Advocates have ended years of choosing lacklustre chairpersons by electing outspoken lawyer Nelson Havi, who is described as a radical.
Mr Havi took an early lead in the vote on Thursday, with his rivals city lawyer Charles Kanjama and former LSK Council members Harriette Chiggai and Maria Mbeneka conceding defeat.
The Independent Electoral and Boundaries Commission (IEBC), which oversaw the vote, had not announced the official tally by press time.
Congratulatory messages flowed in following reports of Mr Havi’s victory.
In his concession speech, Mr Kanjama said, “I congratulate my classmate Nelson Havi on running a bold and effective campaign that has catapulted the confidence of lawyers across the country.”
Ms Mbeneka praised him for a well-fought victory.
“A few moments ago, I called Nelson Havi and congratulated him on his victory. I have offered to work with him moving forward in the best interest of the society.”
Lawyer Donald Kipkorir said via Twitter, “Congratulations on [the] overwhelming victory. Proud to have endorsed [you] from the beginning, publicly and privately. Now effectuate the LSK Act, the Advocates Act [and] Chapter 6 of the Constitution . Don’t lower the moral bar in the bar.”
Elgeyo Marakwet Senator Kipchumba Murkomen, also a lawyer and the Senate’s majority leader, wrote, The nation, the bar [and the] entire legal fraternity expects [you] to provide leadership on matters affecting legal practice, administration of justice and the rule of law. Be a good example to all in words and deeds. Be brave. We shall support you.”
Mr Havi said the society’s past leaders, Mr Kipkorir, former Chief Justice Willy Mutunga and Okong’o Omogeni promised to support him.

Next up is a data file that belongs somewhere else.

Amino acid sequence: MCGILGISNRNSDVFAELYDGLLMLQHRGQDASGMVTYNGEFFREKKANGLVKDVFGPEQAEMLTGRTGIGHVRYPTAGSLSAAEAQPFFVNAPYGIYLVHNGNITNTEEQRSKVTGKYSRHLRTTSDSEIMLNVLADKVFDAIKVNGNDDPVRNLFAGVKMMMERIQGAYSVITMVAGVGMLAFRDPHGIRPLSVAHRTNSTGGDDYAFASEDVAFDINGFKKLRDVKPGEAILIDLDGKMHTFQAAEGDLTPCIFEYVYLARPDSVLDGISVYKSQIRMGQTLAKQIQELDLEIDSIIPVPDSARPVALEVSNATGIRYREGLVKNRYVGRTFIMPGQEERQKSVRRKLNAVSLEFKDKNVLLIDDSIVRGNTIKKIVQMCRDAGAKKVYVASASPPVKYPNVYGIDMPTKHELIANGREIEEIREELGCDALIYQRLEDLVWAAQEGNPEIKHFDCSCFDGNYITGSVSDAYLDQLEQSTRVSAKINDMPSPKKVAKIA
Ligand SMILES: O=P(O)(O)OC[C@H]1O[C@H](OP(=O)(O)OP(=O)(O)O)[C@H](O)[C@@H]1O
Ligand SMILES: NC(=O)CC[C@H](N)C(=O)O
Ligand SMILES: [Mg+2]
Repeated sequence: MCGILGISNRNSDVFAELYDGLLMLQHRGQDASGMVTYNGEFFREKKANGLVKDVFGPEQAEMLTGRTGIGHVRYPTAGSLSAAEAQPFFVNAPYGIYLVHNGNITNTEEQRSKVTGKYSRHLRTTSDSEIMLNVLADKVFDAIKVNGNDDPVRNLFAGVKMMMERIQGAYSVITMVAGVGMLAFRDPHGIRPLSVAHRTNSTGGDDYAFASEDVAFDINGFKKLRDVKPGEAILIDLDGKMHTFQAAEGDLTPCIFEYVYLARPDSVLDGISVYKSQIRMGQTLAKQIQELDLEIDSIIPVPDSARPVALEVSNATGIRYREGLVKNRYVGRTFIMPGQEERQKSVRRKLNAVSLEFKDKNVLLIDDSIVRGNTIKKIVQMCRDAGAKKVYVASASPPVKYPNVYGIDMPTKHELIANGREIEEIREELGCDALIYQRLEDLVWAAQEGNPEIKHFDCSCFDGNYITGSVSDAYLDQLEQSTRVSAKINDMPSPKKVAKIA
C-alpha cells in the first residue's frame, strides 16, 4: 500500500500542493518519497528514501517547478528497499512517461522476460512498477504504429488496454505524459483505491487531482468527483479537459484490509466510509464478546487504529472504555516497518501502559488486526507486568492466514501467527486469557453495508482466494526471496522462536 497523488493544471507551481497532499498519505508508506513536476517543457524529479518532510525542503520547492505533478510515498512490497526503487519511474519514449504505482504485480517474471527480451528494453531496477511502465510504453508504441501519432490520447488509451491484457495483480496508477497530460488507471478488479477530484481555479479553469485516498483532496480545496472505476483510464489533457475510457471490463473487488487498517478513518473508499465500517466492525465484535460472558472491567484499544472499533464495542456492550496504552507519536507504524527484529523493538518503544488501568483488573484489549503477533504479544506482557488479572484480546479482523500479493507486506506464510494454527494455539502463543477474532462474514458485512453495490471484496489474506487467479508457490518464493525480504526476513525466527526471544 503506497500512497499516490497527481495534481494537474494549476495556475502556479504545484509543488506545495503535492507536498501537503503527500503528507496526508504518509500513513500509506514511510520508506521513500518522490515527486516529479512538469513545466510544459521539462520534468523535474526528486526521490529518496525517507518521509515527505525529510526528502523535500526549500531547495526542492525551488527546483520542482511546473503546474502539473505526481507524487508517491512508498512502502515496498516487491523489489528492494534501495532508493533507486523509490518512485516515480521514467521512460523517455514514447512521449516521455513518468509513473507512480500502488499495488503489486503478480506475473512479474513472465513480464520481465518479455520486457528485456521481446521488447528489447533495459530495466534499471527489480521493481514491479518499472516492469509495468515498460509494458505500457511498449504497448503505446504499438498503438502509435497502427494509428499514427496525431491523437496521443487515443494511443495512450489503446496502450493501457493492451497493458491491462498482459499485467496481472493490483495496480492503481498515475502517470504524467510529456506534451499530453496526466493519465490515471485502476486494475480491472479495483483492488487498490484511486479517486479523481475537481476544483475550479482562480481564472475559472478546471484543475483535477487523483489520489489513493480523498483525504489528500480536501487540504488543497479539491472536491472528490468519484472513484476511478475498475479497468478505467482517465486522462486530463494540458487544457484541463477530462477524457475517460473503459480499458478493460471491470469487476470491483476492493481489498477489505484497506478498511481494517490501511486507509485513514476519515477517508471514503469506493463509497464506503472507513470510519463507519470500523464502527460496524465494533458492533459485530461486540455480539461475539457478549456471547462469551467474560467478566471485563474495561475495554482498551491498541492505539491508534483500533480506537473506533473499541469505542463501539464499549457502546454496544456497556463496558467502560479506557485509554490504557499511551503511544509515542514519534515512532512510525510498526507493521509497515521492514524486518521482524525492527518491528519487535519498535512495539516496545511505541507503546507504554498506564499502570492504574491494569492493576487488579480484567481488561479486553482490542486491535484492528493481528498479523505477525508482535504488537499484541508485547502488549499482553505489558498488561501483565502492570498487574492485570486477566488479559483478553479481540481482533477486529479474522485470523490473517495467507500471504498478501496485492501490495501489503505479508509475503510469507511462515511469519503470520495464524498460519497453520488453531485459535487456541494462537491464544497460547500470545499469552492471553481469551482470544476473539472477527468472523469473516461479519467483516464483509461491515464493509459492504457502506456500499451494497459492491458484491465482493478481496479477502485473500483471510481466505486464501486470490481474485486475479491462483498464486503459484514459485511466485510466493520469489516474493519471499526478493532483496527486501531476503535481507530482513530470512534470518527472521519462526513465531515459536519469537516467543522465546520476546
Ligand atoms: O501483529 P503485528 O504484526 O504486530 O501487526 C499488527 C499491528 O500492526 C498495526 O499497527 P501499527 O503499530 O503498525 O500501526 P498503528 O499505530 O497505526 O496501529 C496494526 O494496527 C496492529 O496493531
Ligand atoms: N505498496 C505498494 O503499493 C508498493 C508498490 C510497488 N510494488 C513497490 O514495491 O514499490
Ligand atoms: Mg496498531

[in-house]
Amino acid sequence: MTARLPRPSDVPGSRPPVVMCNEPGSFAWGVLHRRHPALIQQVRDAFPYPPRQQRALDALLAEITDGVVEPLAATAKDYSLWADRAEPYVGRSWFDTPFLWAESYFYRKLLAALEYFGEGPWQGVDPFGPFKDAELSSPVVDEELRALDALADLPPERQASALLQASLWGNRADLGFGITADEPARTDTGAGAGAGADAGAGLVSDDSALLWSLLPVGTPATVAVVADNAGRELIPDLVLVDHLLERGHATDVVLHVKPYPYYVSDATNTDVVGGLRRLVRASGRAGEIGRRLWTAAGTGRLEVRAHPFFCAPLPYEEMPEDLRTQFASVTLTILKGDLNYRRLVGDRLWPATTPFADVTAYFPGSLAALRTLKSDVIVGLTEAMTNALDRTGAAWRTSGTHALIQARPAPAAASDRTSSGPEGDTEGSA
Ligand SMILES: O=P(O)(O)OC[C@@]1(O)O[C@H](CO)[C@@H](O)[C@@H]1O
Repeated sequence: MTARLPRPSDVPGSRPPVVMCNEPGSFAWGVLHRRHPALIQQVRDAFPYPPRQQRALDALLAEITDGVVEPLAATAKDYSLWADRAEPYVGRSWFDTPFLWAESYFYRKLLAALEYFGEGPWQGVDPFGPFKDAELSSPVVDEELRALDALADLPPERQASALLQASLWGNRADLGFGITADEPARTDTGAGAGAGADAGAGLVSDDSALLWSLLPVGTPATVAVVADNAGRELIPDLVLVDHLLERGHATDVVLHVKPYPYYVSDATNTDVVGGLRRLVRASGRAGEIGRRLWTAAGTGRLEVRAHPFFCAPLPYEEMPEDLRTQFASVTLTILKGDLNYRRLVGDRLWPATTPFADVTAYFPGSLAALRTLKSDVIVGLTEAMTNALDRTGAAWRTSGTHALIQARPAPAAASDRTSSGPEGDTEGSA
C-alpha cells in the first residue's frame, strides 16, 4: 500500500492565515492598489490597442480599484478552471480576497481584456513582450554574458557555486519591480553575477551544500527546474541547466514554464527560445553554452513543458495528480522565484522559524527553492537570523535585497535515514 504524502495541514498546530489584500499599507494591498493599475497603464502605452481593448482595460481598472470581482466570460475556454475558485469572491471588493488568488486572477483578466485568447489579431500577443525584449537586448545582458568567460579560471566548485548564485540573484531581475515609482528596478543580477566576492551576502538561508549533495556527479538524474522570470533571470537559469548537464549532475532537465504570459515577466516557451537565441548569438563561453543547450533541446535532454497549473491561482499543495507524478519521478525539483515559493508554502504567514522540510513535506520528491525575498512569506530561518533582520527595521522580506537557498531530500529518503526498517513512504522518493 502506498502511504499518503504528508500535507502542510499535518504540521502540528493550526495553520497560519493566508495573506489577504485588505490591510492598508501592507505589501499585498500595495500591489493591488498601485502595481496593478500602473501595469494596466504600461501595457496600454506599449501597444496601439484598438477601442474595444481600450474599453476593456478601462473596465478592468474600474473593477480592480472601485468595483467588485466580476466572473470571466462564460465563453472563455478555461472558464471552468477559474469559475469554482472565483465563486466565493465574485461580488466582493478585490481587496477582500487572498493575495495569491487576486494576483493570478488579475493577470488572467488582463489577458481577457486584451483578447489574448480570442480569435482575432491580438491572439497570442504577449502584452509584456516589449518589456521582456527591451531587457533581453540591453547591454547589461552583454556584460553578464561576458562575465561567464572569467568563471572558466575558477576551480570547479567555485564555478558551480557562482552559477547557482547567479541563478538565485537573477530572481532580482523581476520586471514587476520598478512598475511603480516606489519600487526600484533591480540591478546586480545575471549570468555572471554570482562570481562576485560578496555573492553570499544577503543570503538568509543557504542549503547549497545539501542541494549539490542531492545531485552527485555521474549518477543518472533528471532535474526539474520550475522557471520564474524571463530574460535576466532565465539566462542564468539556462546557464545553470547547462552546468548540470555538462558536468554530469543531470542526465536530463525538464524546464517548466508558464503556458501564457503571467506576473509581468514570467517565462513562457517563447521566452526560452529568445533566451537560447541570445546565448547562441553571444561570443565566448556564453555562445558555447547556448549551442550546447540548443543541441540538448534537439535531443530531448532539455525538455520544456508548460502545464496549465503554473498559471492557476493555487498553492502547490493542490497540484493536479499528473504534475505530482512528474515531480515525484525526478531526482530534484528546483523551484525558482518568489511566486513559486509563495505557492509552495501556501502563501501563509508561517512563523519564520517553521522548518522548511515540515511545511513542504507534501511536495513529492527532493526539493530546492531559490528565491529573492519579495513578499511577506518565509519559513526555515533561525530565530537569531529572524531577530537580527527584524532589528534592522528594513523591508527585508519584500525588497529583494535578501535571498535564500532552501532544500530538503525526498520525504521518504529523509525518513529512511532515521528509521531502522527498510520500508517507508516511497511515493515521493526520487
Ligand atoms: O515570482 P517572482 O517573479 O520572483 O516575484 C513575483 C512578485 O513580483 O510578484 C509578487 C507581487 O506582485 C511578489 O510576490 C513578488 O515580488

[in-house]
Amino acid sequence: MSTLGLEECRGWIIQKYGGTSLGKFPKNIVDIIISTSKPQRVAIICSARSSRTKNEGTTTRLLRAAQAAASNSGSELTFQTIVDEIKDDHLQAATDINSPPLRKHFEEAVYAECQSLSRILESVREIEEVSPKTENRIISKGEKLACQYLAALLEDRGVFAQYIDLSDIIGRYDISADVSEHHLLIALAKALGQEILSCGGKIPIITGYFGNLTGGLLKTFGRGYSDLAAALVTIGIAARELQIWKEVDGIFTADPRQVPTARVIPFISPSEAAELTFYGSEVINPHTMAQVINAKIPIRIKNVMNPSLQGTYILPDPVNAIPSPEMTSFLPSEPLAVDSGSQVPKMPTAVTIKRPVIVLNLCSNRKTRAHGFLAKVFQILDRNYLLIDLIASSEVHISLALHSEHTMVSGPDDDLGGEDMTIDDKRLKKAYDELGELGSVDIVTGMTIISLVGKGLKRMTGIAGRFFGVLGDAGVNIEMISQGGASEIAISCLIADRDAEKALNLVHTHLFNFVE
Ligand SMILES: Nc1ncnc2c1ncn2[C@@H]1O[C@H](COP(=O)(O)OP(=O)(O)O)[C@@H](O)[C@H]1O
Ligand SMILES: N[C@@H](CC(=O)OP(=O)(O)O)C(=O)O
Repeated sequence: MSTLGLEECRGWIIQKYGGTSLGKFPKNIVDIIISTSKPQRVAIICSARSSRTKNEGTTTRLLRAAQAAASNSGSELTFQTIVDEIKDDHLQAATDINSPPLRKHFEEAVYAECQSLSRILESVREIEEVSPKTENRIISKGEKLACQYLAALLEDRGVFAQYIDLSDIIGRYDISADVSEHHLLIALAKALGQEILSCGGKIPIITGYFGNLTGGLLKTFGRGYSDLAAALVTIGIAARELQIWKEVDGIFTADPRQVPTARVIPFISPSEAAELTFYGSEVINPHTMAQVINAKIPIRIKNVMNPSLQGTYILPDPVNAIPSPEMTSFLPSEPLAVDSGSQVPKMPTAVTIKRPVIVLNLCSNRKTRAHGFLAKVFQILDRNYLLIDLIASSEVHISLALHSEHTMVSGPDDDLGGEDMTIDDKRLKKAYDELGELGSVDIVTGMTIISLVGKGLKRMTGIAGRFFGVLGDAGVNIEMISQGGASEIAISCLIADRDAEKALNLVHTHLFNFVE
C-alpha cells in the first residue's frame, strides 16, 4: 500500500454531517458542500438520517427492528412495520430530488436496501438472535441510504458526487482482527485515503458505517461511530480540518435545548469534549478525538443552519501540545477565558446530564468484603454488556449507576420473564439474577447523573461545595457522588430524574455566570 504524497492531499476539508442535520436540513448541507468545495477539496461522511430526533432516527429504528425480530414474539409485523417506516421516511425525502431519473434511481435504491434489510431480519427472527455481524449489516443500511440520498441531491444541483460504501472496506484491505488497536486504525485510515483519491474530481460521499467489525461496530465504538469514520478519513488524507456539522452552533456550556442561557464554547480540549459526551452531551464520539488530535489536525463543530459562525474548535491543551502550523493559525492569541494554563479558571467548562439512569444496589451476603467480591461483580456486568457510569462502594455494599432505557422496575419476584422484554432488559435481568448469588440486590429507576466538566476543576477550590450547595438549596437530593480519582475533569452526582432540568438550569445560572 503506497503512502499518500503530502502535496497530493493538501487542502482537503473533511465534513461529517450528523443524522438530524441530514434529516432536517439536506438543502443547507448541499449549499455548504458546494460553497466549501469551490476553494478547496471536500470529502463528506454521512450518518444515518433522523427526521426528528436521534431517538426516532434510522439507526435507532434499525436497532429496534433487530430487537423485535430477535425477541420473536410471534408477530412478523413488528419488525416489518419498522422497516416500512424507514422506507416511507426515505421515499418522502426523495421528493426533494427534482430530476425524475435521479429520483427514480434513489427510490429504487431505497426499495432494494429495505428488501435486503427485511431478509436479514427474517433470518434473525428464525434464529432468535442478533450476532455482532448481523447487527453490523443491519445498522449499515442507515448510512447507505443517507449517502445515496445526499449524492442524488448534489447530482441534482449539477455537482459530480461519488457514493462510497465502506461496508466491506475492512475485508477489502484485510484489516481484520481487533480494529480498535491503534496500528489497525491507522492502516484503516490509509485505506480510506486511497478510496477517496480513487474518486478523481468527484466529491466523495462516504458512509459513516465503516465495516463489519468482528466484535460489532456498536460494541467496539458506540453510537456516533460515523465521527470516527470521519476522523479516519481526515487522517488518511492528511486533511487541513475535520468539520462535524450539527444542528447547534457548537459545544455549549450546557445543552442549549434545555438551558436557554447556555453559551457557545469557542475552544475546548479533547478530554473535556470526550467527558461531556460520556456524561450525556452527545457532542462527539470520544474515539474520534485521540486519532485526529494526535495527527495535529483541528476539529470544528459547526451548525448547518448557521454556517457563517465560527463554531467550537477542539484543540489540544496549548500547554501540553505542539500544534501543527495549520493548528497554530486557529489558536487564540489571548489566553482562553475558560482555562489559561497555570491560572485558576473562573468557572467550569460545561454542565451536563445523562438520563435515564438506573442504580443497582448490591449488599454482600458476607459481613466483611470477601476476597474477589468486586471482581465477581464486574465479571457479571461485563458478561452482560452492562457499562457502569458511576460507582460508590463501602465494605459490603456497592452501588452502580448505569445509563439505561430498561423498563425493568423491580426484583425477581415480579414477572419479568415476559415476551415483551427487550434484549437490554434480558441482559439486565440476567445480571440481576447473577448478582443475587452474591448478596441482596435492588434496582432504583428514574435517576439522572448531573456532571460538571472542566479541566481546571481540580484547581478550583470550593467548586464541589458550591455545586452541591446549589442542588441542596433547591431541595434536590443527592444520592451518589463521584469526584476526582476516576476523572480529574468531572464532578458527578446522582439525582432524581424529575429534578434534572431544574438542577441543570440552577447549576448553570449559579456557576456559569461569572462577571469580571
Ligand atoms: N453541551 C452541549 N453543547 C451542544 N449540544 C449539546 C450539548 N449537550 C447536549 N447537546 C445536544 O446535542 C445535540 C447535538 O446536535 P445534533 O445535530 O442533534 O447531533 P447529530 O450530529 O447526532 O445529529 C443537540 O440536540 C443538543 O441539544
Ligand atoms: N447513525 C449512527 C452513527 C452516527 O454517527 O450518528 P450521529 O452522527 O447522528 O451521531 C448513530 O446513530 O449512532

Mr Havi was the only candidate for the presidency, who had not served in the Council.
As such, he was seen as a fresh face for the lawyers’ body that had become the laughing stock not only for failing to defend public interests but also for keeping mum or siding with unpopular government actions that ranged from abuse of human rights to infringement on privacy.
Mr Havi’s campaign mantra was “A brave new bar, promising to restore LSK’s lost glory”.
His agenda is threefold: monitor legislation; defend the rule of law, and ensure constitutionalism.
Mr Havi, a divisive commentator of political issues, had the backing of supporters and critics in the political sphere and legal profession.
He won some of the support during campaigns in which he travelled to various parts of the country to address lawyers in town hall meetings and social events.
Despite being affiliated with the National Super Alliance, Mr Havi recorded wide margins in places that tended to lean towards advocates siding with the ruling Jubilee Party.
Mr Havi’s rise to the top at LSK was not an easy one.
In 2017, the society disqualified him from vying for the presidency of the association arguing the had not practised for the required minimum of 15 years since the date of admission, as provided for in law.
The move led to a rebellion against the association by young lawyers, who celebrated his win on Thursday.
The victory has further delayed the hopes of having a woman lead the body after 16 years.
The only woman to lead the LSK was Raychelle Omamo, the Foreign Affairs Cabinet Secretary.
She served as the council’s chairperson from 2001 to 2003.
There were 10,764 lawyers with valid practice certificates as at December 31, 2019, all eligible to take part in the elections, but only about half of them took part.